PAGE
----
How to do things
AI Noob vs. Pro

List biggest files
List newest files
Show subdir sizes
Search in files
Replace word in files
List dir differences
Send files in LAN

Free Open Source:

Swiss File Knife

a command line
multi function tool.

remove tabs
list dir sizes
find text
filter lines
find in path
collect text
instant ftp or
http server
file transfer
send text
patch text
patch binary
run own cmd
convert crlf
dup file find
md5 lists
fromto clip
split files
list latest
compare dirs
save typing
trace http
echo colors
head & tail
dep. listing
find classes
speed shell
zip search
zip dir list

Depeche View
Source Research
First Steps

windows GUI

command line
file encryption

free external tools,
zero install effort,
usb stick compliant:

zip and unzip
diff and merge
reformat xml
reformat source

cpp sources

log tracing
mem tracing
using printf


stat. c array
stat. java array
var. c array
var. java array
view all text
as you type
surf over text
find by click
quick copy
multi view
find nearby
find by path
location jump
skip accents
clip match
filter lines
edit text
load filter
hotkey list
receive text
send in C++
send in Java
smooth scroll
touch scroll
fly wxWidgets
fly over Qt
search Java

find out from where in the PATH a command is loaded.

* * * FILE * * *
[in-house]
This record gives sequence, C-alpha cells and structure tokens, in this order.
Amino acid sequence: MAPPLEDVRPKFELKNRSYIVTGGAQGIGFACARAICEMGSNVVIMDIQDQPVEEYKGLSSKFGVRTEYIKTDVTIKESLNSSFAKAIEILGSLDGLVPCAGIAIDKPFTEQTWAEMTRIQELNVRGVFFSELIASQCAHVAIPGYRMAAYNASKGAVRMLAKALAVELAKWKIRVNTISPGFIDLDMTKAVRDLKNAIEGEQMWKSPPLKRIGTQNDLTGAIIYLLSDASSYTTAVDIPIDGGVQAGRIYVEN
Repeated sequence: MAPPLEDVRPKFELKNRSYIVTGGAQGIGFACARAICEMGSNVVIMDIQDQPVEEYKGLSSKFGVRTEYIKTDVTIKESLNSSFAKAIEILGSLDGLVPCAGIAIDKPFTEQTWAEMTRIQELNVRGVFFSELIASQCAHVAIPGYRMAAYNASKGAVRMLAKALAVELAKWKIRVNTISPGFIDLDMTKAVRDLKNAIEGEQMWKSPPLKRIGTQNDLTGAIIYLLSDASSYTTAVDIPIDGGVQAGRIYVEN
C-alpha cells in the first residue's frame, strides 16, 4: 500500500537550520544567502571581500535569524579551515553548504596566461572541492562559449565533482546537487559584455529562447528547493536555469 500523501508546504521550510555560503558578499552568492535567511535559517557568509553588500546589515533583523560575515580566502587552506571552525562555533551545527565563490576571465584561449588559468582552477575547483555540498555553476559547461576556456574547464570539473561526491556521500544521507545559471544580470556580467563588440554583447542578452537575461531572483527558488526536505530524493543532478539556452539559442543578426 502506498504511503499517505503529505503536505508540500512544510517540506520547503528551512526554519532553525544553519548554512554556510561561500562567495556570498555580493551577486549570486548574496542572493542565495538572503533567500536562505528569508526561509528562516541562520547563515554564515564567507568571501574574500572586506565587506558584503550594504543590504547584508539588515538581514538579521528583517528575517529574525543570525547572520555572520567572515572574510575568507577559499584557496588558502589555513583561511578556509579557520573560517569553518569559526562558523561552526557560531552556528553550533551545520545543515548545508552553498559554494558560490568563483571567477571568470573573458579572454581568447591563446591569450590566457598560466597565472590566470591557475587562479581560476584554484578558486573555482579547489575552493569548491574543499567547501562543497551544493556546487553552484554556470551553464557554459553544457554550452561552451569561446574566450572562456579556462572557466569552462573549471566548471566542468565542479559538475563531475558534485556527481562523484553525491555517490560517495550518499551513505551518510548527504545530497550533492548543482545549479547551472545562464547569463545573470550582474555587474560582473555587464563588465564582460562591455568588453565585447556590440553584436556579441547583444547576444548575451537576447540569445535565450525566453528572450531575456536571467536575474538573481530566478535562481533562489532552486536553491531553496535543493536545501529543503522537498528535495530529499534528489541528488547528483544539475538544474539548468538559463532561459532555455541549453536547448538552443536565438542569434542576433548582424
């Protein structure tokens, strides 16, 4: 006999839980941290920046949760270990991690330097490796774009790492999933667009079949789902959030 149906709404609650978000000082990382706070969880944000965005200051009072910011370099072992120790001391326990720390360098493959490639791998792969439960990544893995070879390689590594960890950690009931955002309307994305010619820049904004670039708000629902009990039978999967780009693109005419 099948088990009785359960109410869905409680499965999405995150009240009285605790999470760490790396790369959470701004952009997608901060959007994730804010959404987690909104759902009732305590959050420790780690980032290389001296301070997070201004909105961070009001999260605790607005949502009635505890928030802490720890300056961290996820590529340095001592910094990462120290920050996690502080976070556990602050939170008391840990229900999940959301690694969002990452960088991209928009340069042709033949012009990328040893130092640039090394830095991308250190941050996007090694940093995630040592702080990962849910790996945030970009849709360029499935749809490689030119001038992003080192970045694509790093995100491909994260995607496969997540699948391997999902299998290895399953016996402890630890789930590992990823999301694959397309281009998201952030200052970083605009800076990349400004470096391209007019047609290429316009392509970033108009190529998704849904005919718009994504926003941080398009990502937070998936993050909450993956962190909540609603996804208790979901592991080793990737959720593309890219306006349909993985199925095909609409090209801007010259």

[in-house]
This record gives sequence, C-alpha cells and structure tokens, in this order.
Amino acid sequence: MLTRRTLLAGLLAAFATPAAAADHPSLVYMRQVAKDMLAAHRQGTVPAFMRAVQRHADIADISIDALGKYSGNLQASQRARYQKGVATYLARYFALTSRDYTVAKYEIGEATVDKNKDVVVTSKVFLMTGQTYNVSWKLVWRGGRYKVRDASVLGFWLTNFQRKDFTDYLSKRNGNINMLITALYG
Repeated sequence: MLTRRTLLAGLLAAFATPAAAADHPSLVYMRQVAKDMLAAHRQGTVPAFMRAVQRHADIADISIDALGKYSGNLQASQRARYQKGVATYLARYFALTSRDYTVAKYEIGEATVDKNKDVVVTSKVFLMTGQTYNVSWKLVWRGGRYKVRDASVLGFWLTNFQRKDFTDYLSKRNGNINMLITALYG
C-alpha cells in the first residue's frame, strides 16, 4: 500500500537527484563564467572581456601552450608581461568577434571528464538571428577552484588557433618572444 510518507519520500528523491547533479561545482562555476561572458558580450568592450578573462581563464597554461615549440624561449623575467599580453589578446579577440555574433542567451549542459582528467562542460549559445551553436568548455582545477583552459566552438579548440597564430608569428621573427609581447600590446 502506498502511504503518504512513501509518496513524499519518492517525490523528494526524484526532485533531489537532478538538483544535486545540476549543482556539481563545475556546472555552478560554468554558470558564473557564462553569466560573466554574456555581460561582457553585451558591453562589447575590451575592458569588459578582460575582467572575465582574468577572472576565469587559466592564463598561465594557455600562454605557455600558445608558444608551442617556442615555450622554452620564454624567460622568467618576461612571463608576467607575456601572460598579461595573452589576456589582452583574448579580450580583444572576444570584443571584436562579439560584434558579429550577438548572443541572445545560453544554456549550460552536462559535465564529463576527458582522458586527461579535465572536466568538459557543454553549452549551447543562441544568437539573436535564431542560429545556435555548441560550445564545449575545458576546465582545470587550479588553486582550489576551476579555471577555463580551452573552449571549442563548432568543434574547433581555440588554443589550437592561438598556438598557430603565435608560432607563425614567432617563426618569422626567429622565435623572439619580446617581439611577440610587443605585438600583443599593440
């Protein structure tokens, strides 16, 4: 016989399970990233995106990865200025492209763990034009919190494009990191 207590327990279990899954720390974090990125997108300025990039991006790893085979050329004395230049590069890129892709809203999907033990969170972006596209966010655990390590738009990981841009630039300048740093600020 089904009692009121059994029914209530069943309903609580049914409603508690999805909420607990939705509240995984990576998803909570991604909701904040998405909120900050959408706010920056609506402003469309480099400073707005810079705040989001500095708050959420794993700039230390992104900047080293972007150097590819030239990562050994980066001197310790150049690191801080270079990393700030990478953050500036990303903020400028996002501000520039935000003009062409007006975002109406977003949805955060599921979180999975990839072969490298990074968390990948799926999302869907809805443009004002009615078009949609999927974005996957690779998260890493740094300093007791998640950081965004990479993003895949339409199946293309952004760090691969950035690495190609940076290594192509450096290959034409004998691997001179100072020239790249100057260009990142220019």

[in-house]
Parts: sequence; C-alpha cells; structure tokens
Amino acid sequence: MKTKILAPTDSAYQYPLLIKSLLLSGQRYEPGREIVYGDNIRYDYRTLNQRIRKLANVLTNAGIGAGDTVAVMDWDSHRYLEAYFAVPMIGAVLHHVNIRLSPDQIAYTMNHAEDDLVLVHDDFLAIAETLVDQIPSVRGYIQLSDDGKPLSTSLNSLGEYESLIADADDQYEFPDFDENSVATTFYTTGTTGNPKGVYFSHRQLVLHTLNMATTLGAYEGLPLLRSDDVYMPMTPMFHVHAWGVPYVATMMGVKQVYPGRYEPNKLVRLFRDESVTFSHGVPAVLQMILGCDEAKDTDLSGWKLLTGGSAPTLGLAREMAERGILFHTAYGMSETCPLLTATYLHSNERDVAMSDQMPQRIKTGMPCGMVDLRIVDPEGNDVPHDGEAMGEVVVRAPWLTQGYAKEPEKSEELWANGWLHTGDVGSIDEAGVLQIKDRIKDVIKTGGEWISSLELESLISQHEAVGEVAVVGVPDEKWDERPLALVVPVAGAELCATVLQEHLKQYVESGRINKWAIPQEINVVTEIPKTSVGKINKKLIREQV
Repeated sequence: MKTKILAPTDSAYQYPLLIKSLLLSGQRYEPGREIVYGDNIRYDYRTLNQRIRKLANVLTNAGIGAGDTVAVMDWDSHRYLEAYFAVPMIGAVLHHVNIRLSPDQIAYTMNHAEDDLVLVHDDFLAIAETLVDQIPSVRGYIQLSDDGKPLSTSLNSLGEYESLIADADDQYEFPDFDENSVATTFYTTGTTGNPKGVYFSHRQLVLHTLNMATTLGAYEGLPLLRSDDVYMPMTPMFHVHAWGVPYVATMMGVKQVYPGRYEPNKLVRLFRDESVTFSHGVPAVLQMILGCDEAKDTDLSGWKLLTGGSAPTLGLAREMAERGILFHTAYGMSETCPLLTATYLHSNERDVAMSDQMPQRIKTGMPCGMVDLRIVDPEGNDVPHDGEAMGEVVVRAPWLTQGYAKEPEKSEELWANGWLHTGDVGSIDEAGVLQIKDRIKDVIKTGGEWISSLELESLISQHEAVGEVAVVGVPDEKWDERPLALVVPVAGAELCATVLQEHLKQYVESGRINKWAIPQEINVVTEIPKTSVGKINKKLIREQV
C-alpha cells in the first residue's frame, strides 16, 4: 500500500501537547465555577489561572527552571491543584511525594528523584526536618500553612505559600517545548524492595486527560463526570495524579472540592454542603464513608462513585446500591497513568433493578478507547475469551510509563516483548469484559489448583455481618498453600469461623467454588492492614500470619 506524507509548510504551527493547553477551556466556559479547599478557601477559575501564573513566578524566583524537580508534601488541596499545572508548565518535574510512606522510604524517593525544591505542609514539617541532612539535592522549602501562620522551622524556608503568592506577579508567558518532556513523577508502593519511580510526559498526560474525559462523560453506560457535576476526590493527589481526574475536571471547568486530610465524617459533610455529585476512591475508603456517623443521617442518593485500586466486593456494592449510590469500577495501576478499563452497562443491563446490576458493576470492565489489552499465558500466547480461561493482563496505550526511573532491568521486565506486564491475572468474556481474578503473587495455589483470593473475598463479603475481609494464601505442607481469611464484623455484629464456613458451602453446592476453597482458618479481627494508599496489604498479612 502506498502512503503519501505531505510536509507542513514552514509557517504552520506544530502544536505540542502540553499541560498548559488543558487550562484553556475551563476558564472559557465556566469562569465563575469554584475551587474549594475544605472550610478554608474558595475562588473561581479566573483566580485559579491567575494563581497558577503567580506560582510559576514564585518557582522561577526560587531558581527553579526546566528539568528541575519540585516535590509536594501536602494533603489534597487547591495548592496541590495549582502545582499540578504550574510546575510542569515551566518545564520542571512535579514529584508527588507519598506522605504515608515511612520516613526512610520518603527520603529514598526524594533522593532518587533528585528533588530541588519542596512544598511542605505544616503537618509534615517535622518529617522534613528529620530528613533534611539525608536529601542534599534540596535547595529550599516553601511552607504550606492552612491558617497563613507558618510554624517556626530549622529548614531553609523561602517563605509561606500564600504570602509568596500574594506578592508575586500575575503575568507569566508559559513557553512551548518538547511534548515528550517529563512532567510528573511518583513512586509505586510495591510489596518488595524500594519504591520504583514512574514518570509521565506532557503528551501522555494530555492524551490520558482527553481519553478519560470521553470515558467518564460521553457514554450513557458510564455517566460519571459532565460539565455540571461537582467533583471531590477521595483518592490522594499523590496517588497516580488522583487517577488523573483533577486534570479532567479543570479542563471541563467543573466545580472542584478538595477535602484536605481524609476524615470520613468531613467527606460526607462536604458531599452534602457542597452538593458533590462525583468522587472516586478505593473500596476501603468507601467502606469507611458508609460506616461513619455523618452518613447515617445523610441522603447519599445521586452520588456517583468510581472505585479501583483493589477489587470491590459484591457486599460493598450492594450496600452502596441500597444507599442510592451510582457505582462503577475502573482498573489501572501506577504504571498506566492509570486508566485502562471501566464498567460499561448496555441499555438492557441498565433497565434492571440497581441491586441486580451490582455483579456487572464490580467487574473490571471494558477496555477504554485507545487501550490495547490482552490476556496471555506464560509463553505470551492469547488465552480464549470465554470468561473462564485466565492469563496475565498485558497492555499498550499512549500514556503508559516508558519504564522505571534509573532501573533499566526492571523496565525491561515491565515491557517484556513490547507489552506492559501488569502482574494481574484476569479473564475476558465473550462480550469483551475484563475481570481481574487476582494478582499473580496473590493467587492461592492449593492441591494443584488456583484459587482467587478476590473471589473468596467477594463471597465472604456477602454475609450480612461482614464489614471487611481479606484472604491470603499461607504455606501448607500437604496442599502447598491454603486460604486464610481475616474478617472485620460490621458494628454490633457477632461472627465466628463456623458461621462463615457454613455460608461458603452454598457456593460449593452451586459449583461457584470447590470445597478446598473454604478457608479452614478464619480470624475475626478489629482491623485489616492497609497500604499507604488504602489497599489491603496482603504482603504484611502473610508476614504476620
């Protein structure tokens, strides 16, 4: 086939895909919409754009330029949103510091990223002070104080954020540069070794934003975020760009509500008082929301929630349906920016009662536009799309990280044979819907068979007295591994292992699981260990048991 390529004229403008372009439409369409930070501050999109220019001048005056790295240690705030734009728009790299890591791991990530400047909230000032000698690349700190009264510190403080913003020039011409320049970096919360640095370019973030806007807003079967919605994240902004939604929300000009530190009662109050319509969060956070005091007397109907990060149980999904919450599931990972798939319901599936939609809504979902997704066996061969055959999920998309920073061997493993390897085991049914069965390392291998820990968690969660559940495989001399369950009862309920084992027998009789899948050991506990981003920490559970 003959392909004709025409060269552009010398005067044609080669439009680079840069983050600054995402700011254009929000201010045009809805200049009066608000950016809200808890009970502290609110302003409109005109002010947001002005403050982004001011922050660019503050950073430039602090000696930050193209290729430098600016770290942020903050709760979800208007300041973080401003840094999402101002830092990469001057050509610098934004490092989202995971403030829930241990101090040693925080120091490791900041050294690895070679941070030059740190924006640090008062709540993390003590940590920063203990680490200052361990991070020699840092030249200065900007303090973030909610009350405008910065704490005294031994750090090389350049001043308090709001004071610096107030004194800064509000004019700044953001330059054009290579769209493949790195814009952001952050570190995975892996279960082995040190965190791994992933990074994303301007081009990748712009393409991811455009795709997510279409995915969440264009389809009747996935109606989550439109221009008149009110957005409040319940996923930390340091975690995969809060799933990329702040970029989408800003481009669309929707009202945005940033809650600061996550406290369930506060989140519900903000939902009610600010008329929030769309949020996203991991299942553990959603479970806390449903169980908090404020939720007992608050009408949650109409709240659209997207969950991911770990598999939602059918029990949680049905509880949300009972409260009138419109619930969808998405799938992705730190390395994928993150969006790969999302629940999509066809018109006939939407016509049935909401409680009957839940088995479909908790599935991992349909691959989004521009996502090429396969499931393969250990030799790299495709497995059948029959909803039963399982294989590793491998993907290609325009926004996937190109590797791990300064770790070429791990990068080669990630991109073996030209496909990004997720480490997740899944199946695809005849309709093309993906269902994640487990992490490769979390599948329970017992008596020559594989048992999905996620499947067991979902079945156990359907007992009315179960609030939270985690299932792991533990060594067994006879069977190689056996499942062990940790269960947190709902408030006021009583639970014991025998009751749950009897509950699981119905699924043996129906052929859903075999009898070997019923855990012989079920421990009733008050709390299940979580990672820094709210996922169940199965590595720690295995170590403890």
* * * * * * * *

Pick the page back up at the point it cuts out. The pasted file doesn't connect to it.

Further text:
• Download the free Swiss File Knife Base from Sourceforge.
  • Open the Windows CMD command line, Mac OS X Terminal or Linux shell.
  • OS X : type mv sfk-mac-64.exe sfk and chmod +x sfk then ./sfk
  • Linux: type mv sfk-linux-64.exe sfk and chmod +x sfk then ./sfk. OS X and Linux syntax may differ, check the help within the tool.

sometimes you type a command, e.g. "make", and wonder that it behaves totally unexpected. maybe you have several versions of the command, from different software packages, within your PATH... and according to murphy's laws, you run the wrong version, of course.

but from where within the PATH is it loaded? just type

sfk pathfind yourcommand.exe

to find out. for example:

    sfk pathfind make.exe
    => d:\tools\msys\bin\make.exe

in this example, you see that make.exe is loaded from d:\tools\msys\bin\make.exe. should there be another make.exe further down in the path, then it is ignored. you may also say "sfk where", which is the same, but shorter to type:

    sfk where zip.exe
    => c:\program files\cygwin\bin\zip.exe

windows users may even leave out the file extension: sfk where foobar in this case, sfk finds all files with the specified base name, having one of the extensions from the PATHEXT environment variable. for example:

see also sfk env - search environment variables for words
sfk is a free open-source tool, running instantly without installation efforts. no DLL's, no registry changes - just get sfk.exe from the zip package and use it (binaries for windows, linux and mac are included).


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